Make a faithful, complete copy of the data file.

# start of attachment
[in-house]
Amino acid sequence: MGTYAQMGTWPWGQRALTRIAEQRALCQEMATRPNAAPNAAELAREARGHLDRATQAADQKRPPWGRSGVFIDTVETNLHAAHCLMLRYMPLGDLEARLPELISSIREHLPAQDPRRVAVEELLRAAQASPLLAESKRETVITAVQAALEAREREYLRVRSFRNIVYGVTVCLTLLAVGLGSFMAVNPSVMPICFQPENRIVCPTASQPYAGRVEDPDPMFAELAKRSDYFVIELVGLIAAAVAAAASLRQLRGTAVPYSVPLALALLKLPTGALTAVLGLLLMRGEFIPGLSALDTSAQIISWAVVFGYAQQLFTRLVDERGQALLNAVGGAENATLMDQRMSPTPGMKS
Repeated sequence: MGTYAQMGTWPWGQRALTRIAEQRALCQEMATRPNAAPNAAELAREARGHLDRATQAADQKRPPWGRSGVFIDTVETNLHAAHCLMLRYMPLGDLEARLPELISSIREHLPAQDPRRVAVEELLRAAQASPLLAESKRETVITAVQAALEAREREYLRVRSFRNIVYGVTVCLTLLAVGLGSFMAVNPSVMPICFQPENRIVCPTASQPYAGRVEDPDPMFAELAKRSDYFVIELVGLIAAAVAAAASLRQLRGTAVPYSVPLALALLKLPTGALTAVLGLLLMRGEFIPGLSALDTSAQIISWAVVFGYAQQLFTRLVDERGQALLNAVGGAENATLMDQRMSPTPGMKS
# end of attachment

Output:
[in-house]
Amino acid sequence: MGTYAQMGTWPWGQRALTRIAEQRALCQEMATRPNAAPNAAELAREARGHLDRATQAADQKRPPWGRSGVFIDTVETNLHAAHCLMLRYMPLGDLEARLPELISSIREHLPAQDPRRVAVEELLRAAQASPLLAESKRETVITAVQAALEAREREYLRVRSFRNIVYGVTVCLTLLAVGLGSFMAVNPSVMPICFQPENRIVCPTASQPYAGRVEDPDPMFAELAKRSDYFVIELVGLIAAAVAAAASLRQLRGTAVPYSVPLALALLKLPTGALTAVLGLLLMRGEFIPGLSALDTSAQIISWAVVFGYAQQLFTRLVDERGQALLNAVGGAENATLMDQRMSPTPGMKS
Repeated sequence: MGTYAQMGTWPWGQRALTRIAEQRALCQEMATRPNAAPNAAELAREARGHLDRATQAADQKRPPWGRSGVFIDTVETNLHAAHCLMLRYMPLGDLEARLPELISSIREHLPAQDPRRVAVEELLRAAQASPLLAESKRETVITAVQAALEAREREYLRVRSFRNIVYGVTVCLTLLAVGLGSFMAVNPSVMPICFQPENRIVCPTASQPYAGRVEDPDPMFAELAKRSDYFVIELVGLIAAAVAAAASLRQLRGTAVPYSVPLALALLKLPTGALTAVLGLLLMRGEFIPGLSALDTSAQIISWAVVFGYAQQLFTRLVDERGQALLNAVGGAENATLMDQRMSPTPGMKS